After persuading the West to accept the G20 Delhi Declaration without a word of condemnation for Russia for its military aggression against Ukraine, India has joined the United States, Japan and Australia to tacitly ask Russia to refrain from clinching any arms transfer deal with North Korea.
The foreign ministers of Quad – a four-nation coalition comprising India, Japan, Australia and the United States – sent out a message to Russia, urging all member states of the United States to abide by the Security Council resolutions prohibiting “the transfer to North Korea or procurement from North Korea of all arms and related materiel”.
External Affairs Minister S Jaishankar joined his Japanese, Australian and American counterparts, Yoko Kamikawa, Penny Wong and Antony Blinken, for a meeting of the Quad on the sideline of the United Nations General Assembly (UNGA).
A joint statement issued after the meeting condemned North Korea’s destabilizing launches using ballistic missile technology and its continued pursuit of nuclear weapons in violation of multiple UN Security Council resolutions. “We reaffirm our commitment to the complete denuclearization of North Korea consistent with UNSCRs, and we urge North Korea to abide by all its obligations under the UNSCRs and engage in substantive dialogue,” the Quad foreign ministers stated. They stressed the importance of addressing the proliferation of nuclear and missile technologies related to North Korea in the region and beyond.
The two leaders discussed ‘possibilities’ for military cooperation. The US-led West as well as South Korea expressed concern over the possibility that the Kim-Putin meeting might lead to Russia procuring ammunition from North Korea to replenish its stock, which was depleting fast in the past 19 months since it launched “special military operations” in Ukraine.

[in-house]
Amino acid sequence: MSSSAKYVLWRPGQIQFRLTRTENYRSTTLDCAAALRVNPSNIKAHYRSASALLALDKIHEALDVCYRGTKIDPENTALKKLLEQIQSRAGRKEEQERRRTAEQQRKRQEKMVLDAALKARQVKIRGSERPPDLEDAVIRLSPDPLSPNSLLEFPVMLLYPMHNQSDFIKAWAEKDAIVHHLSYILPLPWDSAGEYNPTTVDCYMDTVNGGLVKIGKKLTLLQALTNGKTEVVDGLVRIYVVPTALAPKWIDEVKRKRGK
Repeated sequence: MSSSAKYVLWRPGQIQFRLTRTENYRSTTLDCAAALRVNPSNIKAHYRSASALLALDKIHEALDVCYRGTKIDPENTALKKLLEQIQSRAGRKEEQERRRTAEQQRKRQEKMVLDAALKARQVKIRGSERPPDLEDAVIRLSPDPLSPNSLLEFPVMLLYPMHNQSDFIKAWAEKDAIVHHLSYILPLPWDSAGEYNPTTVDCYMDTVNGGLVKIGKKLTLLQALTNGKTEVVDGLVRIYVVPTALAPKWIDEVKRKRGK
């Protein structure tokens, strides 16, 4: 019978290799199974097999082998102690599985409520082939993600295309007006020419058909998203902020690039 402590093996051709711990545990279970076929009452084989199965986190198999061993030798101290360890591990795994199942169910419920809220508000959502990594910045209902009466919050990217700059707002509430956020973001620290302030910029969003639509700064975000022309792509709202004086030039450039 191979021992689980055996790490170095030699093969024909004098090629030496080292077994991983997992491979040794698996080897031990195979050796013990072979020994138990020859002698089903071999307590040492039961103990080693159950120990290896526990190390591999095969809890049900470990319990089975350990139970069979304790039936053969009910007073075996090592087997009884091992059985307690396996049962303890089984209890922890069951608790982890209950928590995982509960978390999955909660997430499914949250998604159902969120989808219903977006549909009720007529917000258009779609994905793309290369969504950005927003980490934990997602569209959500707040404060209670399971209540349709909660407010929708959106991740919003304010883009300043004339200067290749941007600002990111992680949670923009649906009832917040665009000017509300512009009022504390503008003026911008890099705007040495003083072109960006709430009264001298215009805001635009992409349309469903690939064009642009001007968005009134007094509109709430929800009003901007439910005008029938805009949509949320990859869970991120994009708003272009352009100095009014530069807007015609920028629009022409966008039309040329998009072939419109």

North Korea has long been under the UN Security Council’s sanctions.
The US and the European Union (EU) also imposed sanctions on Russia in response to its military aggression against Ukraine.
New Delhi has been drawing flak from the West for not joining the US and others in condemning Russia for its aggression against Ukraine. It refrained from criticising Moscow, apparently in view of its deep Cold War era ties with Russia, particularly its decades-old dependence on the former Soviet Union nation for defence equipment, including high-tech military hardware. India has also been circumventing sanctions imposed by the US and other western nations on Russia and continuing bilateral trade. It has also increased oil and coal imports from Russia.
India earlier this month persuaded the United States and the rest of the West to accept at the 18th G20 summit in New Delhi a declaration that refrained from condemning Russia for its war against Ukraine.
New Delhi, however, also shares the concerns of the US and others over the possibility of an arms transfer deal between Russia and North Korea.
India has since long been concerned over North Korea’s clandestine defence technology cooperation with Pakistan. New Delhi, according to the sources, suspects that Pyongyang-Islamabad secret defence cooperation, which in the mid-1990s led to the supply of Rodong Missiles and technology to Pakistan, is still continuing. Abdul Qadeer Khan, the founder of the nuclear program of Pakistan, was in 2003 found to have traded know-how and technology with Iran, Libya and North Korea. Khan in 2011 made public documents in support of his claim that North Korea had bribed senior officials of the Pakistani Army and got them to allow him to share nuclear technology and certain equipment with the pariah nation.
New Delhi earlier conveyed to Moscow its concerns over Russia’s keenness to expand defence cooperation with Pakistan, apparently in response to the deepening India-US military ties and strategic convergence in the Indo-Pacific region.